Another early win is that our online editor Robin had one-on-ones with every journalist to talk about the use of data. All journalists and editors receive a regular report of their articles’ CPIs (an index measuring a story’s performance, consisting of Exposure, Engagement and Loyalty). We are conducting detailed surveys to find out how they use these reports and – more importantly – what they think of them. We are absolutely confident that editors will use the reports more frequently when the data get a “human-like” translation – which means that we are experimenting with the framing of the numbers.

But the most important questions concern the psychological side of data: What are your thoughts and concerns about using data on a daily basis? Are you willing to let the numbers influence your decision making processes?

All of this has received a huge boost since the ending of pandemic restrictions. More people work in the office now. The online team is always there, and it is purposely positioned in the middle of our newsroom. This team has made it a habit to discuss headline writing out loud, which means that everybody in the newsroom is getting familiar with (at least snippets) of the attention and thought processes that go into thinking “digital first.”

Until August 2022 our digital team didn’t have an editor. Now that we do, the voice of the online team will be of equal importance in editorial meetings, which is an important win.

All of these steps contribute to a newsroom-wide understanding of why we use TSE for our evangelical audience. During the TSE-year, this has led to a steady growth of curiosity and enthusiasm among team leaders and editors – and a lot of them can’t wait to use the approach themselves.

What was challenging – But to be frank, during this process, we didn’t stop doing… well… anything, as we have so far focused on other aspects of the TSE process. But as of October 2022 we will have a small team specifically dedicated to digital transformation, consisting of two innovation managers and a data analyst.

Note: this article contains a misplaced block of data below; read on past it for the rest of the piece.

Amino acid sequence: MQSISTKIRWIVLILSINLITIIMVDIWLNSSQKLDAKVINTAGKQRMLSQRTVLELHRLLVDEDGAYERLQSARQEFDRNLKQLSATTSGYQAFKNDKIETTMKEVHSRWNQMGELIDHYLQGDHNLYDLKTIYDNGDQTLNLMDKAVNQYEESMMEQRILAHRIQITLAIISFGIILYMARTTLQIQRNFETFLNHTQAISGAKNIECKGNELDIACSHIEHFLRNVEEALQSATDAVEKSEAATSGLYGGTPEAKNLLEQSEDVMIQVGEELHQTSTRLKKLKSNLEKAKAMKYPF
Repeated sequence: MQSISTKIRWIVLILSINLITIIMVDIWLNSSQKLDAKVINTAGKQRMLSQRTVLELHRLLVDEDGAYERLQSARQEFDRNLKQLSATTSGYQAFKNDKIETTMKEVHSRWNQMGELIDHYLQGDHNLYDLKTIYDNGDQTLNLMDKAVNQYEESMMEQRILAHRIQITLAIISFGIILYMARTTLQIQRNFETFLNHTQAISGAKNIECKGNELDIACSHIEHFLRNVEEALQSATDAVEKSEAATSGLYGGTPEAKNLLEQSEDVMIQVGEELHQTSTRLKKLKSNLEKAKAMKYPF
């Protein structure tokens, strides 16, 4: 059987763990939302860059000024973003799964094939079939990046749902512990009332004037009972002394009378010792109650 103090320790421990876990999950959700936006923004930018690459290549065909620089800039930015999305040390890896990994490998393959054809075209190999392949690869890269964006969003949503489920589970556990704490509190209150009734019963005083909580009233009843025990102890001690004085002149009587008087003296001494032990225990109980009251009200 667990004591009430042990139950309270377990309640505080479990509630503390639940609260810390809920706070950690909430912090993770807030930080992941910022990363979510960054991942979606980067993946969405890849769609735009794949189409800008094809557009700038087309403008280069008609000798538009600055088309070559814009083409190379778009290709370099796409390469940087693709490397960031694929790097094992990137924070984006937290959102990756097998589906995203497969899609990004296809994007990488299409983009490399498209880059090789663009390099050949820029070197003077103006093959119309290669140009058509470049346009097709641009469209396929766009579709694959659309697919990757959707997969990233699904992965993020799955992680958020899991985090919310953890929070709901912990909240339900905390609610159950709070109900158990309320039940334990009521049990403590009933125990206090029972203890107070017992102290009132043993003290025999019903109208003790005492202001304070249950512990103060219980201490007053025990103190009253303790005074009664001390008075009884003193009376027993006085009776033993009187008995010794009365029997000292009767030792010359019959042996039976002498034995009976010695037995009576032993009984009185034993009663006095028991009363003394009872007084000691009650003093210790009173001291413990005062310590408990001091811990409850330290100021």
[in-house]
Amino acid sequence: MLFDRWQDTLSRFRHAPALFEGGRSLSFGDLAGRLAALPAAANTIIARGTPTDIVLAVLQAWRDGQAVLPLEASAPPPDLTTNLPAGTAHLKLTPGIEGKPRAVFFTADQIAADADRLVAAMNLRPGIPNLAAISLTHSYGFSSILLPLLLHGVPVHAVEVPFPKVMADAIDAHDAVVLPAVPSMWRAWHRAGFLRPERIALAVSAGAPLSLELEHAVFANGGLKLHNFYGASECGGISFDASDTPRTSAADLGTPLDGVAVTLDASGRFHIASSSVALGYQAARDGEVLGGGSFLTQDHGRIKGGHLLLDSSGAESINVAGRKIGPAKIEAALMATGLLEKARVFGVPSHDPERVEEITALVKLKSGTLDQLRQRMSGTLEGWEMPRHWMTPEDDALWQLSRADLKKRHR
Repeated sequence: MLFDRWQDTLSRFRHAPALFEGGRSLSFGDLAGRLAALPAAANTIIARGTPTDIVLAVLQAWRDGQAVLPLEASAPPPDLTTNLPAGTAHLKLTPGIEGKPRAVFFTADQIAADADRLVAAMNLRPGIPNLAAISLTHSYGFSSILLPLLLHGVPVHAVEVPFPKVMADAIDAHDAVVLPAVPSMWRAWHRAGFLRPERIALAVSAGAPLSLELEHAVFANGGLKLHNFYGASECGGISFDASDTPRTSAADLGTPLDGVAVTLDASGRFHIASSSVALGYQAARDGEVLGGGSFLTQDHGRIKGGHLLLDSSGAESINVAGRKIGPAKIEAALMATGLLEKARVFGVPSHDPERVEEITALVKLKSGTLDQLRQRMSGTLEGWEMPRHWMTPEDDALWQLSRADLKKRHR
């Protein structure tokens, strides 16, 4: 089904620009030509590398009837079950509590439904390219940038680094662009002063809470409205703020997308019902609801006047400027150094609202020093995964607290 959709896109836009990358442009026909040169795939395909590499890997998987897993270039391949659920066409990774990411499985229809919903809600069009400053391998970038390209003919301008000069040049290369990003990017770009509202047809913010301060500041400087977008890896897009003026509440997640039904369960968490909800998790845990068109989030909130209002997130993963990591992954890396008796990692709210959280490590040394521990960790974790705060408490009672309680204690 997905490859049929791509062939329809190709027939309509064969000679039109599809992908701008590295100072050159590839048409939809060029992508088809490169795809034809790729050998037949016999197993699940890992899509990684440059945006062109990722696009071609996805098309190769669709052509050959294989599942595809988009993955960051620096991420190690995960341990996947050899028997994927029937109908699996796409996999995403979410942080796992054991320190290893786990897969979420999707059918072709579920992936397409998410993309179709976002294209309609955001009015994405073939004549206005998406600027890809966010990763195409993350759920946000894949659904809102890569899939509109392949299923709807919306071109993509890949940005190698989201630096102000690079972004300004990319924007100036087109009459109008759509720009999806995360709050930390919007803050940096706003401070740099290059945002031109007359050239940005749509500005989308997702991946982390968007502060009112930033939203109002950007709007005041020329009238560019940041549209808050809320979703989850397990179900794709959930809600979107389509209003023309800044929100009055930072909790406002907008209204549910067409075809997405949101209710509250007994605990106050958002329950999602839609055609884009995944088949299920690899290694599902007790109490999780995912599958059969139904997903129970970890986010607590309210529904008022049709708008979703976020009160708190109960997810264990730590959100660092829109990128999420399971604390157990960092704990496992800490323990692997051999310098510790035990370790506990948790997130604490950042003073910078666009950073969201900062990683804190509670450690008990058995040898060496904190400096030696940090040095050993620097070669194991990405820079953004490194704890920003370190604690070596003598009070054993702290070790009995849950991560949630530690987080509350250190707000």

We also found out that the “fear of blank pages” – the fear that there will not be enough content in the print paper – is very real and, above all, has a paralysing effect on any journalist who wants to work digital first. The print editors have the power, because they’ve always had the power. Currently, most of our articles are still written for print first.

Outcome: Audience-focused stories performing well online

Our TSE-goal is to increase the influx of new evangelical readers (500 new subscribers from this group in 2021, and the goal for 2022 is 750). In the second quarter of the year, our evangelical subscriptions were up by 63 percent.

One action that helped with this was the stand we had during the Pentecost weekend at the largest Christian conference in the Netherlands. This was a four-day festival with approximately 60,000 visitors a day. At the stand, we had our own programme with interviews with special guests, workshops and a live podcast recording. We tried to get email addresses for our recently launched evangelical newsletter, but that didn’t go as expected. Not at all. So we changed to selling subscriptions. That resulted in 250 new subscribers (33 percent of our goal for the year) at the conference. Our total number of evangelical subscribers is now at 475.

Our evangelical newsletter started with a dozen readers, and now we have 114 readers who receive the biweekly newsletter, created by Marina with a personal touch and her recommendations. We aim to have 1,000 readers by the end of the year.

Loyal and new readers respond very well to the evangelical stories on our website. They have the highest CPI of all the different sections, and also the “most article reads” of all the sections. This fall we aim to increase evangelical subscribers further to 75 percent of our goal.

 

Key learning from TSE
“What we learned and loved most without a doubt is the collaboration between the writers in the newsroom, the marketing department and the online colleagues. It has been a great learning experience to work closely together, and to improve our stories online and in the paper.”